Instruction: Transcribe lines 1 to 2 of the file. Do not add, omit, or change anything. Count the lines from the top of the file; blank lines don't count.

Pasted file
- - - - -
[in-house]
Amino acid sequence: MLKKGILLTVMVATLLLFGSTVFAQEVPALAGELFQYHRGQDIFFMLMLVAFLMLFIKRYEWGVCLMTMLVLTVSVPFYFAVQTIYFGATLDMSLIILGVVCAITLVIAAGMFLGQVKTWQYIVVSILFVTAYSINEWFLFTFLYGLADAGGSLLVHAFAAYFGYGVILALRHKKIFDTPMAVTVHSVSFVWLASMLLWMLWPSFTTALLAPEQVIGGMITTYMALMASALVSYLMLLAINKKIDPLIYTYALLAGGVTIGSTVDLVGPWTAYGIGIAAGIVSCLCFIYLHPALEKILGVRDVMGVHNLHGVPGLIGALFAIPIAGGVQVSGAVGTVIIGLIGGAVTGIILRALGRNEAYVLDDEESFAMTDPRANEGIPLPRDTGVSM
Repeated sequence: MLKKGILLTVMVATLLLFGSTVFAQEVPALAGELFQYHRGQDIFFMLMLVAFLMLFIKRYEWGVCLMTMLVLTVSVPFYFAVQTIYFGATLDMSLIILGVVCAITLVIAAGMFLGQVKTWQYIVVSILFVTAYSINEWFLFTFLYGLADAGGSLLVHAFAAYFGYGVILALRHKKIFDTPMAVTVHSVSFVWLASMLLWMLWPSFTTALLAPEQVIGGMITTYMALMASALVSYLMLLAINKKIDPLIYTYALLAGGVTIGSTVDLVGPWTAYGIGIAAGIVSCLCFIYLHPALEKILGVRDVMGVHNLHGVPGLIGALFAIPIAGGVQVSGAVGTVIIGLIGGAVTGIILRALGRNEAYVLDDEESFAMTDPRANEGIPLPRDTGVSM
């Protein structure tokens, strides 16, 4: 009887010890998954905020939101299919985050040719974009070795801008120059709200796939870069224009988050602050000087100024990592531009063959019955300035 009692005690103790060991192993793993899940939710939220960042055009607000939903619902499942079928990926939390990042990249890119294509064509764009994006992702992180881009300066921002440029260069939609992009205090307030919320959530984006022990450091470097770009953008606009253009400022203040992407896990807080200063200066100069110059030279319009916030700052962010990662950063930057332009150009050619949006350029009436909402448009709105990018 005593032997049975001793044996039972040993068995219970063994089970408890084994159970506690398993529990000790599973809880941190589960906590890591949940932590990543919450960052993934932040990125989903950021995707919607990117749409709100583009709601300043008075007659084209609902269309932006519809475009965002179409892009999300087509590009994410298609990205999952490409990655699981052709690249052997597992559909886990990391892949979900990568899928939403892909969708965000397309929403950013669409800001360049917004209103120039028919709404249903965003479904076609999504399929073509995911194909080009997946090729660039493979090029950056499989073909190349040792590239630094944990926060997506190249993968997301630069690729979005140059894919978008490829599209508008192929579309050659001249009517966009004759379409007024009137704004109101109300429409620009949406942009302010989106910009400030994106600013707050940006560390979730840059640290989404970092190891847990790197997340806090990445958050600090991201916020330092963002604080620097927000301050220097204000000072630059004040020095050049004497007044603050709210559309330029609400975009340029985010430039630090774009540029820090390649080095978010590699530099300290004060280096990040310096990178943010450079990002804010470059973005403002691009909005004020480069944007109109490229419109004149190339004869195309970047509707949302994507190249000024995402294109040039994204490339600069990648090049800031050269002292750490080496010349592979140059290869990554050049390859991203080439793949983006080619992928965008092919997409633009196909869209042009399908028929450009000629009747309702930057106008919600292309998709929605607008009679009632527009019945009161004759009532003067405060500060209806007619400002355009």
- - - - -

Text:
[in-house]
Amino acid sequence: MLKKGILLTVMVATLLLFGSTVFAQEVPALAGELFQYHRGQDIFFMLMLVAFLMLFIKRYEWGVCLMTMLVLTVSVPFYFAVQTIYFGATLDMSLIILGVVCAITLVIAAGMFLGQVKTWQYIVVSILFVTAYSINEWFLFTFLYGLADAGGSLLVHAFAAYFGYGVILALRHKKIFDTPMAVTVHSVSFVWLASMLLWMLWPSFTTALLAPEQVIGGMITTYMALMASALVSYLMLLAINKKIDPLIYTYALLAGGVTIGSTVDLVGPWTAYGIGIAAGIVSCLCFIYLHPALEKILGVRDVMGVHNLHGVPGLIGALFAIPIAGGVQVSGAVGTVIIGLIGGAVTGIILRALGRNEAYVLDDEESFAMTDPRANEGIPLPRDTGVSM